What are the most common sources of disputes between neighbors? Children? Noise? Fences? Dogs? Trees? That’s the top five according to that important American sociological barometer, TV’s “Family Feud”. Topic number five recently made it to the docket of Division I of the Washington State Court of Appeals.
In Mustoe v. Ma, No. 74166-7-1, Washington Court of Appeals, Div. I. (April 4, 2016), the Court addressed the issue of whether a landowner owes a neighbor a duty of care when digging up roots from the neighbor’s tree on the landowner’s own land. Ms. Mustoe had two Douglas fir trees on her land that were damaged by a trench dug on the neighbors’ property, cutting encroaching roots from the Mustoe fir trees. At no time did the neighbors dig beyond the boundaries of their own lot. Ms. Mustoe brought an action for nuisance and damages against her neighbors, due to the damage to the trees. The Court of Appeals declined to expand the obligations traditionally expected of one neighbor to another in this context, and affirmed the trial court’s dismissal of Ms. Mustoe’s claim.
In reviewing the rights and obligations of neighbors and their foliage, it is well recognized that a landowner has the right to cut tree limbs from neighbors’ plants that encroach on to a landowner’s property. Gostina v. Ryland, 116 Wash. 228, 232 (1921) On the other hand, a neighbor may not enter on to the neighbor’s property without permission to cut or prune a tree, and may not reach over the fence to cut portions of a plant which are above the other party’s land. Id. Traditionally, each landowner is entitled to cut, prune and plant on one’s own property (with certain exceptions such as for “spite trees” blocking views). The same rule has been applied below ground as above.
Ms. Mustoe asked for an expansion of the law, placing on a landowner the obligation to consider the effect of removal of some of the tree’s roots on the neighbor’s trees. She cited a case where a neighbor failed to use due care to prevent fire from spreading from that party’s property to a neighbor. Sandberg v. Cavanaugh Timber Co., 95 Wash. 556 (1917) She also analogized to the “common enemy” doctrine with respect to surface water diversion. A neighbor can “dispose of unwanted surface water in any way they see fit, without liability for resulting damage to one’s neighbor.” But there is an exception in Washington that a neighbor is shielded only when she changes water flow, “in good faith and in such a way as not to cause unnecessary damage.” Currens v. Sleek, 138 Wn.2d, 858, 868 (1999).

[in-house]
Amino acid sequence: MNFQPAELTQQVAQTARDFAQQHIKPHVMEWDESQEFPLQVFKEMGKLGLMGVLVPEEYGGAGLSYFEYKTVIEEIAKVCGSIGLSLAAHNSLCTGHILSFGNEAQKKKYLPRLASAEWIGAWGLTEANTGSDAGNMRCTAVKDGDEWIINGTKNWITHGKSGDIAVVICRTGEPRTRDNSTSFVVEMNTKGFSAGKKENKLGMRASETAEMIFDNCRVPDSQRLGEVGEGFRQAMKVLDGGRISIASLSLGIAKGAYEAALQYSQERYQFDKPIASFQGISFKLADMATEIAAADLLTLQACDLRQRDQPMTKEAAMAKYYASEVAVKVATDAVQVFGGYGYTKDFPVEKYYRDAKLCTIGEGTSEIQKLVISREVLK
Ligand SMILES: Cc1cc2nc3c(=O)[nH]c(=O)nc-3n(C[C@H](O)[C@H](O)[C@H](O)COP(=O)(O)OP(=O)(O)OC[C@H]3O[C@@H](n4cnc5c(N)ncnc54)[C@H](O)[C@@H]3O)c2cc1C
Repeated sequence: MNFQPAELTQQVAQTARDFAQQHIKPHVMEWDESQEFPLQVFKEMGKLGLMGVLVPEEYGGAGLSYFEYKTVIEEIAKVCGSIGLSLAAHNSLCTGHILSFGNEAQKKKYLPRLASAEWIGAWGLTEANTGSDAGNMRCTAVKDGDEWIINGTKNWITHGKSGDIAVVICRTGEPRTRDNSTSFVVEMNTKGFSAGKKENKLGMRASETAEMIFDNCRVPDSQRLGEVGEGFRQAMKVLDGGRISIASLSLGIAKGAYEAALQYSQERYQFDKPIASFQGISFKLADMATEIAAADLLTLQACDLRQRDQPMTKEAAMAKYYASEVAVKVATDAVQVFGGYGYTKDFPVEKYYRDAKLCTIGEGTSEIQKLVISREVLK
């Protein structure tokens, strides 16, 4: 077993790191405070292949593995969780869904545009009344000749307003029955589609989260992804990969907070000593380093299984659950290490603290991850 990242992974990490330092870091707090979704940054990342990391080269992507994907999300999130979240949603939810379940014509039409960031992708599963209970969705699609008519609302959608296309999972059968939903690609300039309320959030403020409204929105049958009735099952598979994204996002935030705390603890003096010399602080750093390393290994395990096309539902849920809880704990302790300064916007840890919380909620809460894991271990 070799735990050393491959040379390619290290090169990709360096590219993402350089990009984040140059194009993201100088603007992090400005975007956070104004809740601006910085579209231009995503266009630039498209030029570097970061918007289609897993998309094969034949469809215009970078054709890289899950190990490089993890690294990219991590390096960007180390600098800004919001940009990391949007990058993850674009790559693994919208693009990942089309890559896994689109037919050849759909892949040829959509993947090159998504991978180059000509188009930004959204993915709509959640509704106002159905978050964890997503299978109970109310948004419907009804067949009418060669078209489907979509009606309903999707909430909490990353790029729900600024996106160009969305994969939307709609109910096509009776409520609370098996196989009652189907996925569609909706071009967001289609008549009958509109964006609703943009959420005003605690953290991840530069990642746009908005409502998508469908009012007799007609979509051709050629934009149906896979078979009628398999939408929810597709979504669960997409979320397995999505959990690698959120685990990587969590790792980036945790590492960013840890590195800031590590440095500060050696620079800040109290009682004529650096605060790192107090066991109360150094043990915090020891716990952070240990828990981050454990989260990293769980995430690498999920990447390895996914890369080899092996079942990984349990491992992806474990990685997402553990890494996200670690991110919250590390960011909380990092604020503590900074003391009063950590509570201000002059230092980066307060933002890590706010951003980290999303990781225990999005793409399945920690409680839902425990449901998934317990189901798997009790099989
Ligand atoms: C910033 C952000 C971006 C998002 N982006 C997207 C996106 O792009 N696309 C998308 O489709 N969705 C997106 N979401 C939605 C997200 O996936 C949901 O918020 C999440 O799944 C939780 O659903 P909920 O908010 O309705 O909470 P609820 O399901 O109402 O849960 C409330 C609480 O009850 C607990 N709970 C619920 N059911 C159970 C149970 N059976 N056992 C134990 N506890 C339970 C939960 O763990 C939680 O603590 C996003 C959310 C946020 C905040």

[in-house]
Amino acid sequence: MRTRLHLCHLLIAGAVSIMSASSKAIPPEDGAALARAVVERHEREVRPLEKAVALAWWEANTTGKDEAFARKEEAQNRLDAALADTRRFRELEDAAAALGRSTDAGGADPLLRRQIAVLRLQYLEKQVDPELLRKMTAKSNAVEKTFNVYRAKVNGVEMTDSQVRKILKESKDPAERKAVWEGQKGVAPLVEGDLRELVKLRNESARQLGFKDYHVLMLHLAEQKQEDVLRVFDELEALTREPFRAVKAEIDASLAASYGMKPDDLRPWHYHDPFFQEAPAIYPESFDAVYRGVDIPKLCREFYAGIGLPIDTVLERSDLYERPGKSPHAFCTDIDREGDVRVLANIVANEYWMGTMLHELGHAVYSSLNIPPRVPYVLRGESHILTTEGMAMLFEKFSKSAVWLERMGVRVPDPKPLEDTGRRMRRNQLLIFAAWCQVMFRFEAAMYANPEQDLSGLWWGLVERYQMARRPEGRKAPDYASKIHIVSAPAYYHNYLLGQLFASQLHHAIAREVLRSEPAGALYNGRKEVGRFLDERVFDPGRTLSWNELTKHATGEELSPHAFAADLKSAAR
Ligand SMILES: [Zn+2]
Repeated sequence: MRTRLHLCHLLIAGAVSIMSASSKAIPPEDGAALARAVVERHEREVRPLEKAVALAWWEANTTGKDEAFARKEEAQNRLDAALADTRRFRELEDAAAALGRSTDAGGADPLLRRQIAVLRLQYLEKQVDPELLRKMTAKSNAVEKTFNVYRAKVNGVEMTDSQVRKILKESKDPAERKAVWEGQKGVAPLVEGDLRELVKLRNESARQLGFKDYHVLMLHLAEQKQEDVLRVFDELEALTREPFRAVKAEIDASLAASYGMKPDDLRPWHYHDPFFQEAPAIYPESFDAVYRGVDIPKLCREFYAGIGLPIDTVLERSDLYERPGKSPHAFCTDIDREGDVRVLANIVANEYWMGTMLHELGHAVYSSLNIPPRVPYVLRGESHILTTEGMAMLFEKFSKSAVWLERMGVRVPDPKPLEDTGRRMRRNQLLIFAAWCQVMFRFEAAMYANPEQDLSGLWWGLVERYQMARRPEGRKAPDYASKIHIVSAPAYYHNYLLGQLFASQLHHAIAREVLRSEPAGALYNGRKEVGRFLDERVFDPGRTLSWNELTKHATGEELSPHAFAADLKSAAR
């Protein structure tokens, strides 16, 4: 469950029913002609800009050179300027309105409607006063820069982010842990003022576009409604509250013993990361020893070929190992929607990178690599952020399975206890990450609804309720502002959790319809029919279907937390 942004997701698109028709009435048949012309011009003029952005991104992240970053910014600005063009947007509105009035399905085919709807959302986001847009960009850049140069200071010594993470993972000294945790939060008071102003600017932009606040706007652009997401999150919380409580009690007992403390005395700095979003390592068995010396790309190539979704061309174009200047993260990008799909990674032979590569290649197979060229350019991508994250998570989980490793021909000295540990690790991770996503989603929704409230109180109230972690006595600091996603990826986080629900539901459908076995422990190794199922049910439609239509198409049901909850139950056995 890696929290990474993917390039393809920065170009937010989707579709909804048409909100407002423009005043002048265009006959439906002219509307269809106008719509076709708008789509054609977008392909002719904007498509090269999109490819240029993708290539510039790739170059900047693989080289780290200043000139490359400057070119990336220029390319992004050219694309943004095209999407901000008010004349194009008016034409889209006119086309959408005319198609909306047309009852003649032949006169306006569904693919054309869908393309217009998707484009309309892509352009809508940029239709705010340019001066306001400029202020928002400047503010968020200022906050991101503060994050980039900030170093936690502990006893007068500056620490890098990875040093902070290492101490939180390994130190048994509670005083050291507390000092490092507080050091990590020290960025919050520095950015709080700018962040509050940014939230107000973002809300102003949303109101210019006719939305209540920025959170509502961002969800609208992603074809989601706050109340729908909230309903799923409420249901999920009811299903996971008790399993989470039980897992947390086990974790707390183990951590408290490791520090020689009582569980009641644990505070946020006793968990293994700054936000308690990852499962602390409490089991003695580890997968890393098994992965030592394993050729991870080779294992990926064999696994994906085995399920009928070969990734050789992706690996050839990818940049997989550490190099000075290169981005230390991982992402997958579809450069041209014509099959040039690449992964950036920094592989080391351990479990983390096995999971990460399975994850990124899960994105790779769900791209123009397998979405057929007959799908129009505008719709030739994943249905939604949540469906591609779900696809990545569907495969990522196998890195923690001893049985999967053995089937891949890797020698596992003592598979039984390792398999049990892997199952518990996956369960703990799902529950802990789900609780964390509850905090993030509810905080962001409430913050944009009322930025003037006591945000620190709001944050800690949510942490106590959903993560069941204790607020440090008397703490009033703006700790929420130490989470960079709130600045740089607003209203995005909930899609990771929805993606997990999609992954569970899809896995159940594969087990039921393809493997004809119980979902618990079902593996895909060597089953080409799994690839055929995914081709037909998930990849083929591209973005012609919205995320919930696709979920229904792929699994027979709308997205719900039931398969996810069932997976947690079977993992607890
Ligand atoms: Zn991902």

However the forest fire and surface water are both more of a “force of nature” which can indiscriminately affect any landowner, as opposed to tree cultivation, which a landowner can control. Trees can be planted close to a boundary or farther away. In this case, the Douglas Firs were less than three feet from the boundary line.
Apparently Ms. Mustoe did not ask the Court to consider the law which prevents one party from digging on one’s own property in such a way which undermines a neighboring building. In this case, digging up the roots weakened the tree’s support system. That analogy fails, however, because buildings are not allowed to have their support systems encroach on their neighbors’ land without permission. Trees are not so disciplined.
In any event, the Court’s decision is sound as a matter of public policy. It is much easier to determine if you’re digging on your own property versus your neighbors, than the effect of a trench on your land on a neighbor’s tree. Clear rules of behavior limit legal battles, which is a goal we should support.
Because the Court found that the trench-digging neighbor had no legal duty to consider the effect on the neighbor’s trees, there is no basis for a claim of negligence. As the dates of the legal precedents indicate, neighbors battling about trees, plants and boundaries have persisted for a long time. Hopefully this sensible decision can help trim the roots of further disagreements.
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